After becoming acquainted with Tena Lawyer’s story, it is not hard to understand that she played a remarkably important role during her 20 years in the military. She was a rising member of the intelligence community.
She continued to play a key role in that community as a civilian leader after leaving the service.
Retired and with time on her hands in 2020 during the COVID-19 pandemic, Lawyer realized there were stories she wanted to tell about her life, so she penned her debut memoir, a 365-page book released in October 2021 titled, “CompartMENTALized: My Journey from Camptown to the NSA.”
Lawyer, now 61 years old and a Florida resident, was born in Franklin and grew up in Camptown, a census-designated place in Isle of Wight County. She left the area at the age of 17 to go to college at the University of Maryland, Baltimore County.
As noted in the summary of her book, she lacked clear direction while at UMBC, going four years without declaring a major.
But then she joined the U.S. Army to pay off mounting debt and to complete her bachelor’s degree. She celebrated her 21st birthday while in boot camp.
She ultimately earned a bachelor’s degree in liberal arts with a concentration in African American studies and personnel management, and she completed a master’s degree in educational leadership while on active duty as well.
Now working as a certified life coach, her master’s degree heavily informs what she does and “it also did when I worked at (National Security Agency) in education and training,” she said, indicating that she worked as a teacher in the U.S. intelligence community.
The Army allowed Lawyer to travel the world and learn about its people, and the military experience proved to be an effective teacher for her, helping her to become a key teacher to many.
“I think the military instilled discipline in my work habits, if you will,” she said. “That really honed them for me. I do believe, as an educator, personality has a little to do with that as well, but I think that I needed that discipline that the military provided, so I think that was really a catalyst for me to do well in the future.”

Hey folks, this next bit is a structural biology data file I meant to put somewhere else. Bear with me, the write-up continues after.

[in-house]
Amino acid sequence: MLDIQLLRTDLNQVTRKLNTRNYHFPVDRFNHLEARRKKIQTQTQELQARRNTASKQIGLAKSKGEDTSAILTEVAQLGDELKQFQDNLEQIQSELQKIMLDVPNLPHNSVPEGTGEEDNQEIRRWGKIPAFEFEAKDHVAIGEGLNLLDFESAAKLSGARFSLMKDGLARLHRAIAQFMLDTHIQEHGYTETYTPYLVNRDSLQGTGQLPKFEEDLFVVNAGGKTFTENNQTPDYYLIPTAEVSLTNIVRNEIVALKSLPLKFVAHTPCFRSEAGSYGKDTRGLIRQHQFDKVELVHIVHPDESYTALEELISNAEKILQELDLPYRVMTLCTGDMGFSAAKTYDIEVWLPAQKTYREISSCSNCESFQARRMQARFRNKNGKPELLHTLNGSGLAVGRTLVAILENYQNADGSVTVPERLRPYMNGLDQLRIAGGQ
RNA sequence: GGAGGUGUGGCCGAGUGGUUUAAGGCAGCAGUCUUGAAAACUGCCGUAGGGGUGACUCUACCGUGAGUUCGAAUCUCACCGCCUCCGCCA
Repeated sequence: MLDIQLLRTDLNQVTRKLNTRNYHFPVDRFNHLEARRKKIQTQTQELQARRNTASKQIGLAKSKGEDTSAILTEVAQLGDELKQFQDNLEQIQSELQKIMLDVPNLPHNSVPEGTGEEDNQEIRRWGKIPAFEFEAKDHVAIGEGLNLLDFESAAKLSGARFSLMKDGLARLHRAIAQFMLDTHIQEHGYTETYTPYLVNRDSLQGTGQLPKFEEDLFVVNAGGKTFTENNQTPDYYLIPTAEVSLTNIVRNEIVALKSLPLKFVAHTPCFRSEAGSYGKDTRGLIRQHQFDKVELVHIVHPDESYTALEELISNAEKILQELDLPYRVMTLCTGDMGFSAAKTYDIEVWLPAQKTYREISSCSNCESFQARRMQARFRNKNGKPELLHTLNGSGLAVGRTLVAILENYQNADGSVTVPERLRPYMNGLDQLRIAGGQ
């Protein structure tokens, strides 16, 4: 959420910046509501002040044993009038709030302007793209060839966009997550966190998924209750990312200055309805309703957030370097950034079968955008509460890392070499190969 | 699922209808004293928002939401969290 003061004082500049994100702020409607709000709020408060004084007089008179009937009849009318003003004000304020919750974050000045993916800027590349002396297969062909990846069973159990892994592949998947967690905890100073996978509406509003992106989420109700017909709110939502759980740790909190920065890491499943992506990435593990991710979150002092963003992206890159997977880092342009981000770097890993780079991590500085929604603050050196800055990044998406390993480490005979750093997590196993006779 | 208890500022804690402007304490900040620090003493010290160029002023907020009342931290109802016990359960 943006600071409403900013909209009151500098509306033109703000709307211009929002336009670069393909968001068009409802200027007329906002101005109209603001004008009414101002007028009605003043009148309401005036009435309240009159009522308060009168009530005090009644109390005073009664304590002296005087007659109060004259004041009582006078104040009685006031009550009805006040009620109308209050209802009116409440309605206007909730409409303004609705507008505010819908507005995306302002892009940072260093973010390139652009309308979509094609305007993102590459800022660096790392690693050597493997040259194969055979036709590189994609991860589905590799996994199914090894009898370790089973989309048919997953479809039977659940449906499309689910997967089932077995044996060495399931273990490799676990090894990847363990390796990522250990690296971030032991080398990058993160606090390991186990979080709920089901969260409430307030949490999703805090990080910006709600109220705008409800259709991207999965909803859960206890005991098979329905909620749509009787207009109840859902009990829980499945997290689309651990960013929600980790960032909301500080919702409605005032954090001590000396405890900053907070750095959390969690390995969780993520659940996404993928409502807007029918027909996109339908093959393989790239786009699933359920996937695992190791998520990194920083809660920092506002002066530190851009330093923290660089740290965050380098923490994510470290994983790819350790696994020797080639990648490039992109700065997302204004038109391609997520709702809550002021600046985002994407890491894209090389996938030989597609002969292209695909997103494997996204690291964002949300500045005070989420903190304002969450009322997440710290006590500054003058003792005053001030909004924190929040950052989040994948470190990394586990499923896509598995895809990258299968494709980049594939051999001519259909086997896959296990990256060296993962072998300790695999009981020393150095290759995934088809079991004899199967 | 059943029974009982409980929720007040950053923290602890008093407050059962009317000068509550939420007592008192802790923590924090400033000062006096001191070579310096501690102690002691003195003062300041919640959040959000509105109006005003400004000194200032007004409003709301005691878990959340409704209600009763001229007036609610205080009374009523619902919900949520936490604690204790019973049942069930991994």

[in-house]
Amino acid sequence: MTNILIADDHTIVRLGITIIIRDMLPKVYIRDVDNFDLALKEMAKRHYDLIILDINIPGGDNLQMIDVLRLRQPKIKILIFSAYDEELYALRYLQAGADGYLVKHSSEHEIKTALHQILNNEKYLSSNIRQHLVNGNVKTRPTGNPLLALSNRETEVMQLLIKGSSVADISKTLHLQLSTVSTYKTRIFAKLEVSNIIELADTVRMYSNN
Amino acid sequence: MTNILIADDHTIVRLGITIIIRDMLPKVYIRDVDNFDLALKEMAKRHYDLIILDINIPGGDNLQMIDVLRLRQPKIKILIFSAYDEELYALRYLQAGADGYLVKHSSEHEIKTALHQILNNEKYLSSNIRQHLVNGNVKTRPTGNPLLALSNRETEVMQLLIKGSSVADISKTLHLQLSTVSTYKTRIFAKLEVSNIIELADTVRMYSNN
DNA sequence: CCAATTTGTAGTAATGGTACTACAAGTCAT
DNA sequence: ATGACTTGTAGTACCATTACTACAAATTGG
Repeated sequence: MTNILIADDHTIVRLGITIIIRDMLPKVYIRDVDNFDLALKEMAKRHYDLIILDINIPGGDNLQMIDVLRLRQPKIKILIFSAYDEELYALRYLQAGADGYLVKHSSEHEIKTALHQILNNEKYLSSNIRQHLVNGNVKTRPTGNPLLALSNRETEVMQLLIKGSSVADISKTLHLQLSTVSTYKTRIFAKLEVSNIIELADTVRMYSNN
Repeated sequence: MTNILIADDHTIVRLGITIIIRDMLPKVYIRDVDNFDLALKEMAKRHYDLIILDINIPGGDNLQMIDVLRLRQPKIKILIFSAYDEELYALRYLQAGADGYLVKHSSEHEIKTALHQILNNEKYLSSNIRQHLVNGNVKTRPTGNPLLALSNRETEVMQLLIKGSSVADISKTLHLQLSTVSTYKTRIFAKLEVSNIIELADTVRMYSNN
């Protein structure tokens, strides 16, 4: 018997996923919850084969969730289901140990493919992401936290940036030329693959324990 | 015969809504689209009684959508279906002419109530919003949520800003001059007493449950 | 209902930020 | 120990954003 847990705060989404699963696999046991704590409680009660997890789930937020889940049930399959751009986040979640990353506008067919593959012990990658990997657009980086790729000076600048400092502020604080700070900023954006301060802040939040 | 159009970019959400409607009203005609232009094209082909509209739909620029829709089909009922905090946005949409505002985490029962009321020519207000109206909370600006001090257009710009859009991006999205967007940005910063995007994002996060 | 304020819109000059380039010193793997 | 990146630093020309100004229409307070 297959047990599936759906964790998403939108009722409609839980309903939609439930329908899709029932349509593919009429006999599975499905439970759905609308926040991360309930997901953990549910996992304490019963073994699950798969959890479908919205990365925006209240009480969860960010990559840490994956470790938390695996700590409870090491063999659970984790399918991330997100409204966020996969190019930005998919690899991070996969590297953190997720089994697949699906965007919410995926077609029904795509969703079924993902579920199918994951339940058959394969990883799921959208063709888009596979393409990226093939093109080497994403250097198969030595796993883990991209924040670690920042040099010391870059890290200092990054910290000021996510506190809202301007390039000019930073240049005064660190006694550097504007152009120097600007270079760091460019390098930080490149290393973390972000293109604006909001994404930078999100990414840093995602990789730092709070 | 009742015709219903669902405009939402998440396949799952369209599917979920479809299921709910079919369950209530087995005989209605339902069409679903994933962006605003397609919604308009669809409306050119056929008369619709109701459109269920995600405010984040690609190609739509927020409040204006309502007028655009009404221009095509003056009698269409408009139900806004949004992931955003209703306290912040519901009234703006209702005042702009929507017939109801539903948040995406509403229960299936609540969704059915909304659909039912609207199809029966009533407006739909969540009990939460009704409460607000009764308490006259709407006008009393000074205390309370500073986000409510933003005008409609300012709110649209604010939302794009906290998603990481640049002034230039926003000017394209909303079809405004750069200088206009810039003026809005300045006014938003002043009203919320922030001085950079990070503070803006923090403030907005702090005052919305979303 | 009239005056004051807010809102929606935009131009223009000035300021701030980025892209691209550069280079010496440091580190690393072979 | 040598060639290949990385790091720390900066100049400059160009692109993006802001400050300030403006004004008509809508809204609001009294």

Her book summary noted that she worked hard at every leadership position offered in the military and advanced in rank to first sergeant during her 20-year military career.
Lawyer chose the intelligence track based on her initial scores to enter the military.
“So I was in the intel community the entire 20 years,” she said.
As part of the premier Intelligence Corps, she worked in support of the NSA for more than 10 years as a soldier, on and off based on assignments.
“I think I really enjoyed being in the know and having a good understanding of the intelligence community, our assets, how we collect what we do in order to keep American citizens safe,” she said.
Asked if there was a particular part of her military service for which she is the most proud, Lawyer pinpointed a time when she led almost 300 soldiers in support of intelligence collection.
“That was really cool to have all of these soldiers doing different things for the nation,” she said. “I even had doctors and lawyers in my company that support what we do in the intelligence community, so it was wonderful. I really enjoyed that the most, leading those troops.”
Lawyer will be holding a book signing and chapter reading of her memoir on Veterans Day, Friday, Nov. 11, from 3-5 p.m. at the library in the main building on the Paul D. Camp Community College campus, located on College Drive in Franklin.
Her book will be available for purchase at the event.
For more information, visit www.tenaalawyer.com.
SUBMITTED PHOTO Franklin native Tena Lawyer had achieved the rank of first sergeant by this point in her military career.
THANKS TO OUR CUSTOMERS FOR VOTING US #1 IN SALES & SERVICE